Raising Finance

Lack of profit belies English football finance directors' "very healthy" opinion

3 min read

17 August 2015

Former editor

The The Annual Survey of Football Finance Directors by professional services firm BDO has revealed the majority of football teams do not expect to be in the black after player trading and amortisation is taking into account.

The TV rights values and wage control restrictions found in the English Premier League means some 92 per cent of club finance directors in the league predict profit. However, moving down though those in charge of the money at Football League Championships reveals that only 12 per cent share the same thought.

When all responses are taken into account, 27 per cent expect to make a profit after player trading and amortisation in the next accounting period – down from 40 per cent a year earlier.

Some 45 per cent of survey personnel believe their club’s financial position is “very healthy” (up from 33 per cent in 2014), while 23 per cent of Premier League teams are considering a full or partial exit in the next year to year and a half.

Addressing the concerns of football finance directors, the top three responses were loss of income due to relegation, falling match attendances and inflexible players’ salaries.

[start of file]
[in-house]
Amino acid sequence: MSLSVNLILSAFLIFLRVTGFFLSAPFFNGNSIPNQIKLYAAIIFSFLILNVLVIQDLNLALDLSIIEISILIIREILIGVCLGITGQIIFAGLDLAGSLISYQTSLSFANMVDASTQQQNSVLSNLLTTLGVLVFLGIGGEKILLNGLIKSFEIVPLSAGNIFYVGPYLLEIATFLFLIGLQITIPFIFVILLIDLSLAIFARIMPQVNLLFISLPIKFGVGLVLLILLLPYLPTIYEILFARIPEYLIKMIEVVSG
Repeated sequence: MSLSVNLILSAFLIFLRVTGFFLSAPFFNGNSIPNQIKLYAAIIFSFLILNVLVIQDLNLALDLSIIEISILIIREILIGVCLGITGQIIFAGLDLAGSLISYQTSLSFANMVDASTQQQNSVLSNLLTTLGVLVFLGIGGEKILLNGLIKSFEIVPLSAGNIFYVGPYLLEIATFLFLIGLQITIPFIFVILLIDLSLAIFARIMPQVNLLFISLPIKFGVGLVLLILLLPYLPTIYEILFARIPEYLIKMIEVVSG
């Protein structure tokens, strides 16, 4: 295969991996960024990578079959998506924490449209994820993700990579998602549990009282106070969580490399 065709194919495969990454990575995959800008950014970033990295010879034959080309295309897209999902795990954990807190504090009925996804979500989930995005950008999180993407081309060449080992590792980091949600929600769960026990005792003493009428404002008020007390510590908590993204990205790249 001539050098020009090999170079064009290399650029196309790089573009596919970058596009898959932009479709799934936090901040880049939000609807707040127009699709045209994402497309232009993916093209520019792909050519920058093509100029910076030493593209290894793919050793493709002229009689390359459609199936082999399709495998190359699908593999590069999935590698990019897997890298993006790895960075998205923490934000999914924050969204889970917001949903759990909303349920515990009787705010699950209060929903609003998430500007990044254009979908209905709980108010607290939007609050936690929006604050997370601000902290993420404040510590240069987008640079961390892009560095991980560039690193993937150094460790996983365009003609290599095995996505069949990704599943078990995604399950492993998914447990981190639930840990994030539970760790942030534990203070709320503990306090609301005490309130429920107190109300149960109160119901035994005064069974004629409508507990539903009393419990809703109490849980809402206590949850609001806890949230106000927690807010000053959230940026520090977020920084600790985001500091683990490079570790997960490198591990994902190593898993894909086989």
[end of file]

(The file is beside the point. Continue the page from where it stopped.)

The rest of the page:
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The high-profile nature of football means two thirds of clubs believe that the level of public interest in the team leads each to manage the club with “heightened corporate governance” when compared to similar-sized companies outside of the football space.

A total of 60 interviews were completed with finance directors of clubs in the top four division in England, and top division in Scotland. The survey brought together the thoughts of 65 per cent of the Premier League (13 teams) and 66 per cent of the Football League Championship (16 teams).

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Rather worryingly, two-thirds of clubs are dependent on the principal shareholder to finance losses, with the biggest change over last year registered amongst Premier League clubs.

On the Financial Fair Play (FFP) front, only 28 per cent would invest more into the club in the absence of such restrictions. A total of 42 per cent believe the amount each are allowed to invest in sufficient, while three out of ten stated there was no more money to invest as it was.

Over half (53 per cent) indicated FFP restrictions are being “appropriately enforced”. Ian Clayden, partner for professional sports at BDO, said: “Most clubs believe that cost control and sustainability measures (often referred to generally as FFP) are meeting their principal objectives of promoting sustainability, and the results that we have support this.

“However, in the context of augmented Premier League TV rights, one has to question whether Football League limits need to be further relaxed to take into account the ever widening financial gap between the Premier League and the Football Leagues.”